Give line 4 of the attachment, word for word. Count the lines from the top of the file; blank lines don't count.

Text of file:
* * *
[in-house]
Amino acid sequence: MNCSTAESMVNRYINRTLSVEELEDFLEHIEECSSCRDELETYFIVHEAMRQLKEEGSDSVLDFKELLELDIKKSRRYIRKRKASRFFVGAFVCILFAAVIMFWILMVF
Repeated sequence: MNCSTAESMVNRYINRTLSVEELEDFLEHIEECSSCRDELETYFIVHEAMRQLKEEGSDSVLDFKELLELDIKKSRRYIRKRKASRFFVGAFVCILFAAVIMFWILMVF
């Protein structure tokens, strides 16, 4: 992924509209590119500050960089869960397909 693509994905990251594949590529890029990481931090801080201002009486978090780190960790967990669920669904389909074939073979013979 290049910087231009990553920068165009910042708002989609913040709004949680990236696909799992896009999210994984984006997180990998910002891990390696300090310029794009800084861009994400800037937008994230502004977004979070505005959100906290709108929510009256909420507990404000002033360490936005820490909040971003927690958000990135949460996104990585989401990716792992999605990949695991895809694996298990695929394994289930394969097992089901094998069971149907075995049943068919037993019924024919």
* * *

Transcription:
């Protein structure tokens, strides 16, 4: 992924509209590119500050960089869960397909 693509994905990251594949590529890029990481931090801080201002009486978090780190960790967990669920669904389909074939073979013979 290049910087231009990553920068165009910042708002989609913040709004949680990236696909799992896009999210994984984006997180990998910002891990390696300090310029794009800084861009994400800037937008994230502004977004979070505005959100906290709108929510009256909420507990404000002033360490936005820490909040971003927690958000990135949460996104990585989401990716792992999605990949695991895809694996298990695929394994289930394969097992089901094998069971149907075995049943068919037993019924024919």